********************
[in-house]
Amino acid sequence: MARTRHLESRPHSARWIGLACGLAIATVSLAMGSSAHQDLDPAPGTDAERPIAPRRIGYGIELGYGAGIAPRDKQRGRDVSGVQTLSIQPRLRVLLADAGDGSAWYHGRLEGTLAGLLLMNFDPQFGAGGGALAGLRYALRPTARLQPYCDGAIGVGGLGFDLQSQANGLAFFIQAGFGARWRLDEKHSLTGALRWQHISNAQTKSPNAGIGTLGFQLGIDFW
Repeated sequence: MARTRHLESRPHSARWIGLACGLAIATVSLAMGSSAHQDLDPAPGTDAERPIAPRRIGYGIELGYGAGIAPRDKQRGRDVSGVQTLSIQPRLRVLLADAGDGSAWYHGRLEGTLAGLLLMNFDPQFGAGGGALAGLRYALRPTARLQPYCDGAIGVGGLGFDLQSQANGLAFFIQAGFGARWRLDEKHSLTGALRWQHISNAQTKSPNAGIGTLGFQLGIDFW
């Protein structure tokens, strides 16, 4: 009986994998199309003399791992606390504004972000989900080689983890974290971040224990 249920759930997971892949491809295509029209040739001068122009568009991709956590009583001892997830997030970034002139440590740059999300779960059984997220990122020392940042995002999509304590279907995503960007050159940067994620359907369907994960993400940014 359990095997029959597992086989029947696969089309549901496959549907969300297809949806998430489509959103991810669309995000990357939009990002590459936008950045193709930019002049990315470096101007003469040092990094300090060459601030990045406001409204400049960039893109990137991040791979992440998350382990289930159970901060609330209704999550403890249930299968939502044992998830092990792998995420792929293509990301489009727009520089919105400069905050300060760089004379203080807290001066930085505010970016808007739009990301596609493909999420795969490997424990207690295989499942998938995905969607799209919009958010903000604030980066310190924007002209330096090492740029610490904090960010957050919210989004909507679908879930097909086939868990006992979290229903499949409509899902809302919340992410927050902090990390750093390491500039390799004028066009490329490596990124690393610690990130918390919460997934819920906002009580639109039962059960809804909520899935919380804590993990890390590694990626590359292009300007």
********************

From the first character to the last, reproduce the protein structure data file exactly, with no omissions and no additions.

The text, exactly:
[in-house]
Amino acid sequence: MARTRHLESRPHSARWIGLACGLAIATVSLAMGSSAHQDLDPAPGTDAERPIAPRRIGYGIELGYGAGIAPRDKQRGRDVSGVQTLSIQPRLRVLLADAGDGSAWYHGRLEGTLAGLLLMNFDPQFGAGGGALAGLRYALRPTARLQPYCDGAIGVGGLGFDLQSQANGLAFFIQAGFGARWRLDEKHSLTGALRWQHISNAQTKSPNAGIGTLGFQLGIDFW
Repeated sequence: MARTRHLESRPHSARWIGLACGLAIATVSLAMGSSAHQDLDPAPGTDAERPIAPRRIGYGIELGYGAGIAPRDKQRGRDVSGVQTLSIQPRLRVLLADAGDGSAWYHGRLEGTLAGLLLMNFDPQFGAGGGALAGLRYALRPTARLQPYCDGAIGVGGLGFDLQSQANGLAFFIQAGFGARWRLDEKHSLTGALRWQHISNAQTKSPNAGIGTLGFQLGIDFW
């Protein structure tokens, strides 16, 4: 009986994998199309003399791992606390504004972000989900080689983890974290971040224990 249920759930997971892949491809295509029209040739001068122009568009991709956590009583001892997830997030970034002139440590740059999300779960059984997220990122020392940042995002999509304590279907995503960007050159940067994620359907369907994960993400940014 359990095997029959597992086989029947696969089309549901496959549907969300297809949806998430489509959103991810669309995000990357939009990002590459936008950045193709930019002049990315470096101007003469040092990094300090060459601030990045406001409204400049960039893109990137991040791979992440998350382990289930159970901060609330209704999550403890249930299968939502044992998830092990792998995420792929293509990301489009727009520089919105400069905050300060760089004379203080807290001066930085505010970016808007739009990301596609493909999420795969490997424990207690295989499942998938995905969607799209919009958010903000604030980066310190924007002209330096090492740029610490904090960010957050919210989004909507679908879930097909086939868990006992979290229903499949409509899902809302919340992410927050902090990390750093390491500039390799004028066009490329490596990124690393610690990130918390919460997934819920906002009580639109039962059960809804909520899935919380804590993990890390590694990626590359292009300007």